Merit--a grad student in English lit who was turned into a vampire against her will and now wields a katana--and Ethan, her sexy and doubly-undead sire, are on the trail of the Maleficium, an evil book of evilness whose powers Merit's former bestie wants to unleash on the world. But Malory isn't the only person who wants to use the Maleficium; so does former Chicago mayor and crazy person Seth Tate. But for what?
The only reason I wanted to read Biting Cold after Drink Deep (review here) was because I wanted to find out if Ethan was a zombie. I was totally rooting for Zombie Ethan. Unfortunately, he's NOT a zombie. WTF? Total wasted opportunity there. I'm still watching him though. You never know.
Now that we have that linchpin issue out of the way, let's move on the actual book. Overall, Biting Cold is actually better than Chloe Neill's last few books in the Chicagoland Vampires series. The beginning, where Ethan and Merit are traveling together to Nebraska, is pretty strong--Merit and Ethan have great chemistry, and Neill really sucks you straight into the story. That being said, even in this part of the book, there are so many things that are just too convenient for belief. Why are Tate and Mallory waiting until after sunset to look for the Maleficium? Considering Merit and Ethan are dead to the world (har har) during the day, wouldn't it make more tactical sense to try to take the Maleficium while they're asleep? And why does Tate announce to them that he's going for the book--just so they have more time to prepare for fighting two sups instead of one? Awfully nice of him.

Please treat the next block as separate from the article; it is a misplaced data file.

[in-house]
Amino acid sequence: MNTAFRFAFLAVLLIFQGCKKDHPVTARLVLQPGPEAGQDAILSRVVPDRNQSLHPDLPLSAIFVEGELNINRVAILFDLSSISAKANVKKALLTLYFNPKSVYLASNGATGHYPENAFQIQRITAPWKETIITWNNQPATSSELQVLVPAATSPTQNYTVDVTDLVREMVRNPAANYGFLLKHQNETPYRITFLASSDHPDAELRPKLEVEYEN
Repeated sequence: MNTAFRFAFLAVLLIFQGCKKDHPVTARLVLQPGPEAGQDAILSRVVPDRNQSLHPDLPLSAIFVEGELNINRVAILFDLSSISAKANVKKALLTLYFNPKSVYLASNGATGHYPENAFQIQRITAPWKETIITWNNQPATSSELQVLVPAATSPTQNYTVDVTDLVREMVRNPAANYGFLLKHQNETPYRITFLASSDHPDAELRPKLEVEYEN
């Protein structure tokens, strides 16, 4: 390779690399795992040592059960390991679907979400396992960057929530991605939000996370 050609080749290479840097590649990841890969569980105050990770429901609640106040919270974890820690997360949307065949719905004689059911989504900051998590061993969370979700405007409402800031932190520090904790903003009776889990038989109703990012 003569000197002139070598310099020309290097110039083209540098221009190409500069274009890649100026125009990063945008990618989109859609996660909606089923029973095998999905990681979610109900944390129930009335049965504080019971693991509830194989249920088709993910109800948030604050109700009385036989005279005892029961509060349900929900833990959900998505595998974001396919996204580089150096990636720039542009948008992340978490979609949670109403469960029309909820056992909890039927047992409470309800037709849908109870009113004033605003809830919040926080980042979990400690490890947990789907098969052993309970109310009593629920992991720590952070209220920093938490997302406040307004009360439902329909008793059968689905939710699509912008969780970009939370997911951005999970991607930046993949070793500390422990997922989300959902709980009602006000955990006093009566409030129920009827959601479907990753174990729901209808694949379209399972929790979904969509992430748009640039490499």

Also, giant gumby gnomes? Really cheesy.
Then they go BACK to Chicago, and it's kind of like in Pirates of the Caribbean when the pirates go back to the island and you're like, "Uhg, really? You couldn't have just wrapped up this movie the first time you were on the island?" It feels liked the story takes a gigantic step backward, and as if my time has just been completely wasted. Why didn't Ethan and Merit stay in Chicago and phone the fight in? It would have ended exactly the same way if they had.
As I said, Biting Cold is better than the previous two books in the Chicagoland Vampires series--the food mentions are kept under control, there's more of a plot, and the conversations don't run in circles--but I think this might be my last read in the series. It seems as if there is absolutely no character consistency anymore, and they do whatever is convenient for story. As a result, I don't really care what happens to them (except for Morgan, of course). Oh well.